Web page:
Question Six: “What is your vision for using the clubhouse at the former golf course?” Several mentions were made for a restaurant with a bar and grill, patio space, outdoor music venue, and a family gathering spot.
Question Seven: “When was your last visit to Harmon Park and what did you do?” Responses: Two years ago, took family pictures; five years ago, pictures; often for disc golf; 2 years ago, cleaning up brush; 1 month ago, to let kids and dogs run around; and pictures.
Scott wrapped up the meeting by making sure that people were aware that work continues on all the spaces and that the pavilion at Harmon Park was one example of work completed. He also invited everyone to a community event and fundraiser on May 15 at 5:30 p.m. at Sorosis Park at D and Main. Proceeds from this event will support continued beautification efforts.
DUNCAN, Okla. — The Chisholm Trail Heritage Center is seeking volunteers to celebrate the history, art, and culture of the Chisholm Trail, the American cowboy, and the American West. A wide variety of opportunities exist for volunteers, from sharing knowledge with visitors, helping with events, and non-public roles such as keeping our collections organized and safe, and updating our website. Other needs include woodworking, design, maintenance, and light groundskeeping. “Volunteering is a great way to meet new people and serve your community,” said Scott Metelko, CTHC executive director. “It is good for your mind and body and will keep you connected with others.” A volunteer training and luncheon will be held Saturday, May 1, 2021, from 10:30 a.m. to 12:30 p.m. at the Chisholm Trail Heritage Center. The center is located at 1000 Chisholm Trail Parkway, Duncan, OK. Volunteer benefits include complimentary admission to the Chisholm Trail Heritage Center and a 15% discount in the gift shop. Volunteering is easy and flexible, whether it’s just for a few hours a week or a few days a week. Volunteers are not required to have previous training, and anyone can volunteer. You will meet people of all ages from across the U.S. and around the world and help them make the memories of a lifetime. Volunteers inspire visitors to explore the cowboy way of life. Heritage Center staff members are looking forward to working alongside volunteers to create a memorable experience for guests For more information on volunteer opportunities, call 580-252-6692, email tina@onthechisholmtrail, or visit www.onthechisholmtrail.com
Tulsa, Okla. ‹ Nominations are open now through May 21 for the 2021 Champions of Health awards. Since 2004, the Champions of Health awards program has honored those working to positively change the health status of Oklahomans through unique and innovative programs. From the front-line workers fighting the COVID-19 pandemic to the nonprofit organizations keeping food on the table for those experiencing job loss, it’s as important as ever to recognize those making a difference. There is no cost to submit a nomination.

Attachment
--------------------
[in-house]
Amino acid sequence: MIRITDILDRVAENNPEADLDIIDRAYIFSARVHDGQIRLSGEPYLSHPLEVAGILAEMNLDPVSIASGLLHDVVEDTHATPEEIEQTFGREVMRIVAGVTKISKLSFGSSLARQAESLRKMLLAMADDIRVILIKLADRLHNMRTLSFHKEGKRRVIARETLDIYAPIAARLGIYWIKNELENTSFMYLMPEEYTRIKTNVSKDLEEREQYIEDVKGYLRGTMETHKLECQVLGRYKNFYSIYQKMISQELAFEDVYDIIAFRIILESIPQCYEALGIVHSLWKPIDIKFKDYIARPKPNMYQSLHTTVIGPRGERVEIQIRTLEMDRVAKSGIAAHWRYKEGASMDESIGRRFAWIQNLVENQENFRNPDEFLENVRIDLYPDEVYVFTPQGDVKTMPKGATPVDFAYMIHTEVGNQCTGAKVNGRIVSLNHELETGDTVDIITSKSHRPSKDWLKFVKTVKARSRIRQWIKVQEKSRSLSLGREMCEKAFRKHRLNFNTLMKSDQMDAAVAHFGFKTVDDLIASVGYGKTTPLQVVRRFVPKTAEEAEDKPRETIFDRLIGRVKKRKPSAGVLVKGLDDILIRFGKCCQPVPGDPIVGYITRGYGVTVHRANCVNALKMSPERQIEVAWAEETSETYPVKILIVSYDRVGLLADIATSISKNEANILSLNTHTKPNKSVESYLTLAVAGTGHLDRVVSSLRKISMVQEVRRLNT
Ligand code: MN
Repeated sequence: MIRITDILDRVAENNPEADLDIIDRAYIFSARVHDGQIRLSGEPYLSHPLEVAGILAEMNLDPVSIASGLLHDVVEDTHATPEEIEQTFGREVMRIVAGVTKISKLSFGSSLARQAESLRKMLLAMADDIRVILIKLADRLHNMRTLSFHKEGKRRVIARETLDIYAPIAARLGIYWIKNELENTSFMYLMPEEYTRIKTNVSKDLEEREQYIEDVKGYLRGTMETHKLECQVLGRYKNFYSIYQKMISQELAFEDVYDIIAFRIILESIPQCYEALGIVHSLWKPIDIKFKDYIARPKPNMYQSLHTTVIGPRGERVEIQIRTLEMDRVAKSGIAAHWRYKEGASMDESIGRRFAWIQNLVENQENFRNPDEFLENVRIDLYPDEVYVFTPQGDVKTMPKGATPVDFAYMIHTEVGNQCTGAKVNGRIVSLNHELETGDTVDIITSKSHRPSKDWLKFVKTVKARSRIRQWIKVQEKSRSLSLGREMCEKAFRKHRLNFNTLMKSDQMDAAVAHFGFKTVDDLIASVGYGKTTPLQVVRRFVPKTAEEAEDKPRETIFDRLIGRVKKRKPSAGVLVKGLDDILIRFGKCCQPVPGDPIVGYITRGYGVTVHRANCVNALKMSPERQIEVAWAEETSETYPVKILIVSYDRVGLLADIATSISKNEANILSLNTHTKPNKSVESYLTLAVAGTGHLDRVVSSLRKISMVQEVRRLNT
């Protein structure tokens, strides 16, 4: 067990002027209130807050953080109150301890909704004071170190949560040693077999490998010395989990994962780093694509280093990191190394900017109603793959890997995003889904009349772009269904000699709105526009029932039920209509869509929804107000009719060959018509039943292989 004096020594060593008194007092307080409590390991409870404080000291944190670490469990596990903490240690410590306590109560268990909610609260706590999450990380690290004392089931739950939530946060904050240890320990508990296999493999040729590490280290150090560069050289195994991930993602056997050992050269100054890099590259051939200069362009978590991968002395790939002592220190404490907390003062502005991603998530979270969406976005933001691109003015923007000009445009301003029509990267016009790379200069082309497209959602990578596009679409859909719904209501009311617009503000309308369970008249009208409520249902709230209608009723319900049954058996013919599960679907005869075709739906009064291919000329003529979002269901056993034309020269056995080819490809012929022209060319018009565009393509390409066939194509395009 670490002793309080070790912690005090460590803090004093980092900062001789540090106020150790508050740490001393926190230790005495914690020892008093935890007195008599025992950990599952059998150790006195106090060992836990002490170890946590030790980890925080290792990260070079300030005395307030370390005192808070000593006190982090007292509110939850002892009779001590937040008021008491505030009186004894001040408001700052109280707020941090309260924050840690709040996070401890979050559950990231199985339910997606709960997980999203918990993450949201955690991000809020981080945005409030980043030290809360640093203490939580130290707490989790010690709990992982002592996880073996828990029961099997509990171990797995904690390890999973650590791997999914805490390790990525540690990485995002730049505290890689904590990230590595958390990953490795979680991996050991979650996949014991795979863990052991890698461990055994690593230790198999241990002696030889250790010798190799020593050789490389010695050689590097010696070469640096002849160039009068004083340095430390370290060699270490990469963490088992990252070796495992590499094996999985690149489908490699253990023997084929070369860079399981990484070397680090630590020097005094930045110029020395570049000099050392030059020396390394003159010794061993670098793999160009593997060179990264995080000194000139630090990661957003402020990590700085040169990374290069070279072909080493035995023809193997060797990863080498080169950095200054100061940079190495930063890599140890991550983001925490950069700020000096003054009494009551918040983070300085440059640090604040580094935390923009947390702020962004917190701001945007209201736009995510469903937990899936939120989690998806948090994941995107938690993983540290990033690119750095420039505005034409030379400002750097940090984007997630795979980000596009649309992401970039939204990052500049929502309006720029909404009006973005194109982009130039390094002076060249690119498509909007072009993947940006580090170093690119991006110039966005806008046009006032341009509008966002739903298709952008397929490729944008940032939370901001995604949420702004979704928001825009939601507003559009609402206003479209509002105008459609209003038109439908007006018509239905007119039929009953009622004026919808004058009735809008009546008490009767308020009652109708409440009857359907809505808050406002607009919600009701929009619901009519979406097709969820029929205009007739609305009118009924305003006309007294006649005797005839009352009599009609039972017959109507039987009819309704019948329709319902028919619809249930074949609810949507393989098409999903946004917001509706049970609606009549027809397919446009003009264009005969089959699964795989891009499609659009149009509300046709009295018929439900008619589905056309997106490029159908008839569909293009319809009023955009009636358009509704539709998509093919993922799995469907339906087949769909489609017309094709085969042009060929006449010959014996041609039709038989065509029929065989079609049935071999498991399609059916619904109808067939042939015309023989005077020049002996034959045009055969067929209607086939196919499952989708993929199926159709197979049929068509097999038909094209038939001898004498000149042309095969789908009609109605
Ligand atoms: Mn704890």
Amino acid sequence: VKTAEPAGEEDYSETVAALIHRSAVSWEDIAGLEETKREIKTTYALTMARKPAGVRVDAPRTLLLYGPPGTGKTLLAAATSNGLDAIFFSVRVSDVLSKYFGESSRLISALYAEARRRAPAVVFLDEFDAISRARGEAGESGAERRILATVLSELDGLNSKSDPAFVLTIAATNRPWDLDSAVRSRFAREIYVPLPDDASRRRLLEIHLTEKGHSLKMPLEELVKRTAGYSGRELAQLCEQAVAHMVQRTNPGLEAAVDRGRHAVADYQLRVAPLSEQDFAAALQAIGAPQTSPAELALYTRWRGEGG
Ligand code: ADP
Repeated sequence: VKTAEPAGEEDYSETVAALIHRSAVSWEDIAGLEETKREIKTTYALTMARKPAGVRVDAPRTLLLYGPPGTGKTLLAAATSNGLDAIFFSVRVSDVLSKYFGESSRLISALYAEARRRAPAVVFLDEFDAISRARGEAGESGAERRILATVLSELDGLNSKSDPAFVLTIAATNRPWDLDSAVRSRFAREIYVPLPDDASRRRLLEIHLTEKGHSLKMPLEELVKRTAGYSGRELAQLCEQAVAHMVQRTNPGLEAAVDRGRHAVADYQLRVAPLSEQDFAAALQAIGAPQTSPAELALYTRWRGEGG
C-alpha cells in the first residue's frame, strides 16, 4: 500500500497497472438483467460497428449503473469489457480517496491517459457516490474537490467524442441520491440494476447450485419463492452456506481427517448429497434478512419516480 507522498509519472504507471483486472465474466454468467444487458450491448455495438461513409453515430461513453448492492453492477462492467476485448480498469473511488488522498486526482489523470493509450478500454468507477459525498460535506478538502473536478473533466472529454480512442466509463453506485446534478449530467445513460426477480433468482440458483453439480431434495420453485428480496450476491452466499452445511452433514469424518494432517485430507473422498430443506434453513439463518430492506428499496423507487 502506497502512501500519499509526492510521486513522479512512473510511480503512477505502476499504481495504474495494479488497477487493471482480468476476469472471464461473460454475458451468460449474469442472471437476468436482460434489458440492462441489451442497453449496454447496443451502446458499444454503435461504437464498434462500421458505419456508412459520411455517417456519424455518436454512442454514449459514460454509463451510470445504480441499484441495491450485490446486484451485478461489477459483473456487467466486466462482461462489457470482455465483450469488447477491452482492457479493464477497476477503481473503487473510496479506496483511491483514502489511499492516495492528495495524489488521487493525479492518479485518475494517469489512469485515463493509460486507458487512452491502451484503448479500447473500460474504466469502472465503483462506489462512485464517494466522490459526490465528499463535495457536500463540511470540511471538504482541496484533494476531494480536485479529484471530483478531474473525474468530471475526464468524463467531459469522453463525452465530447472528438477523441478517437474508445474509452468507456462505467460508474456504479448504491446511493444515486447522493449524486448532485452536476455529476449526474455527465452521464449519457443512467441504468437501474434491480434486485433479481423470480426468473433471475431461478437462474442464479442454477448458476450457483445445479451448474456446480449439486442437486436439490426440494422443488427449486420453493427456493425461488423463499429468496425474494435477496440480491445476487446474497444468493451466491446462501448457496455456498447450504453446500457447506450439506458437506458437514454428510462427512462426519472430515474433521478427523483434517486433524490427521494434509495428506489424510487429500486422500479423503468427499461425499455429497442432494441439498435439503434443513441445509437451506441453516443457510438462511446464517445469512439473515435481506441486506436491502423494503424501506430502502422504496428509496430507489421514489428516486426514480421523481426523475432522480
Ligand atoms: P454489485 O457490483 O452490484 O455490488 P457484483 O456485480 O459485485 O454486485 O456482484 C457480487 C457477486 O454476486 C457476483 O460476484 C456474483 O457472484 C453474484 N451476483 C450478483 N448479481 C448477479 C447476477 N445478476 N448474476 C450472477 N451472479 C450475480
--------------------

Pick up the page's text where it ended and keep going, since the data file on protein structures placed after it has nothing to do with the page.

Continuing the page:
Winners will be honored on Tuesday, Sept. 28, 2021. Nonprofit winners will receive a $5,000 contribution toward their organization or program. Winners from each award category will be considered for the highest honor, the Dr. Rodney L. Huey Memorial Champion of Oklahoma Health, which includes a $15,000 contribution to the organization or program. Award categories include:
€ Champion of Children’s Health € Champion of Senior Health € Champion of the Uninsured € Community Health Champion € Corporate Health Champion
Additional details and nomination requirements can be found at championsofhealth.org. The website also provides information about previous winners, event sponsorship opportunities and further program details.
About Champions of Health The annual Champions of Health event benefits The Oklahoma Caring Foundation, Inc., a 501(c)(3) organization that provides Oklahoma children with immunizations at no charge. Founded in 1994, the foundation is funded by community contributions and administered as an in-kind gift by Blue Cross and Blue Shield of Oklahoma, a division of Health Care Service Corporation, a Mutual Legal Reserve Company, an independent licensee of the Blue Cross and Blue Shield Association.
The Champions of Health awards program is presented by Blue Cross and Blue Shield of Oklahoma, in partnership with Care Providers Oklahoma, the Oklahoma Association of Optometric Physicians, the Oklahoma Dental Association, the Oklahoma Department of Mental Health and Substance Abuse Services, the Oklahoma Foundation for Medical Quality, the Oklahoma Health Care Authority, the Oklahoma Hospital Association, the Oklahoma Osteopathic Association, the Oklahoma Primary Care Association, the Oklahoma State Department of Health and the Oklahoma State Medical Association.